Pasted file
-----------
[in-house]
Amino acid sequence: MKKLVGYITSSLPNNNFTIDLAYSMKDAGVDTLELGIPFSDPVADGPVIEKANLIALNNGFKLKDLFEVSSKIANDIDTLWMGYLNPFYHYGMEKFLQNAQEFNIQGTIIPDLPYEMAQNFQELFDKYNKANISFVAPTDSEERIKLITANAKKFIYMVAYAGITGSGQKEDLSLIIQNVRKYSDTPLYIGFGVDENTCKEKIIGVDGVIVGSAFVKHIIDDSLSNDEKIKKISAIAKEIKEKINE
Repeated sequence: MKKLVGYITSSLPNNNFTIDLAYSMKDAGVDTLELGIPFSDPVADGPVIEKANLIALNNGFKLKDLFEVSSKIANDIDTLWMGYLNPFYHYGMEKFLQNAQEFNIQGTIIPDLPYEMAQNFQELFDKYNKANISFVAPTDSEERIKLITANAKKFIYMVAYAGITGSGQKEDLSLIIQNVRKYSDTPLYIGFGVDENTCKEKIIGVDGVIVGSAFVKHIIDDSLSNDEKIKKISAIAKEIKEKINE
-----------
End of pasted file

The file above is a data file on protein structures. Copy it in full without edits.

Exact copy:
[in-house]
Amino acid sequence: MKKLVGYITSSLPNNNFTIDLAYSMKDAGVDTLELGIPFSDPVADGPVIEKANLIALNNGFKLKDLFEVSSKIANDIDTLWMGYLNPFYHYGMEKFLQNAQEFNIQGTIIPDLPYEMAQNFQELFDKYNKANISFVAPTDSEERIKLITANAKKFIYMVAYAGITGSGQKEDLSLIIQNVRKYSDTPLYIGFGVDENTCKEKIIGVDGVIVGSAFVKHIIDDSLSNDEKIKKISAIAKEIKEKINE
Repeated sequence: MKKLVGYITSSLPNNNFTIDLAYSMKDAGVDTLELGIPFSDPVADGPVIEKANLIALNNGFKLKDLFEVSSKIANDIDTLWMGYLNPFYHYGMEKFLQNAQEFNIQGTIIPDLPYEMAQNFQELFDKYNKANISFVAPTDSEERIKLITANAKKFIYMVAYAGITGSGQKEDLSLIIQNVRKYSDTPLYIGFGVDENTCKEKIIGVDGVIVGSAFVKHIIDDSLSNDEKIKKISAIAKEIKEKINE